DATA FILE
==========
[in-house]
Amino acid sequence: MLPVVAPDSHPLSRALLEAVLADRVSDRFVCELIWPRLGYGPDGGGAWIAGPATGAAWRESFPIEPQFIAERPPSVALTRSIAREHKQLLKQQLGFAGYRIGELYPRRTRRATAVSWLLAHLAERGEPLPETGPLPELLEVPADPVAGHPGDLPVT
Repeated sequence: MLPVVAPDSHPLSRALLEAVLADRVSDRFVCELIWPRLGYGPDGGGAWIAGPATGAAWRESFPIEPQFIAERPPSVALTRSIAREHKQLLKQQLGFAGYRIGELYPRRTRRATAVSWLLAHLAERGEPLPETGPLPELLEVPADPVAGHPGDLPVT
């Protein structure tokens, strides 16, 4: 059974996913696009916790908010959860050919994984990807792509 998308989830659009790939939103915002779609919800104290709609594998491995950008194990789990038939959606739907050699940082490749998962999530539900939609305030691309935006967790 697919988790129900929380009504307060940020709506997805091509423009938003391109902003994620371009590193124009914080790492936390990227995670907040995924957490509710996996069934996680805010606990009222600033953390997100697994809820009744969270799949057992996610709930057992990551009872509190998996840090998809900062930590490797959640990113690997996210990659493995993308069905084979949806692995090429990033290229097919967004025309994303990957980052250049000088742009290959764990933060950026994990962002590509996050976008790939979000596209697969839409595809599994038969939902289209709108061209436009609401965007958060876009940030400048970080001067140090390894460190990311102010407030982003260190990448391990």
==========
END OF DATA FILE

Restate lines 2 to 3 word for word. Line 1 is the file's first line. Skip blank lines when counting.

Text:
Amino acid sequence: MLPVVAPDSHPLSRALLEAVLADRVSDRFVCELIWPRLGYGPDGGGAWIAGPATGAAWRESFPIEPQFIAERPPSVALTRSIAREHKQLLKQQLGFAGYRIGELYPRRTRRATAVSWLLAHLAERGEPLPETGPLPELLEVPADPVAGHPGDLPVT
Repeated sequence: MLPVVAPDSHPLSRALLEAVLADRVSDRFVCELIWPRLGYGPDGGGAWIAGPATGAAWRESFPIEPQFIAERPPSVALTRSIAREHKQLLKQQLGFAGYRIGELYPRRTRRATAVSWLLAHLAERGEPLPETGPLPELLEVPADPVAGHPGDLPVT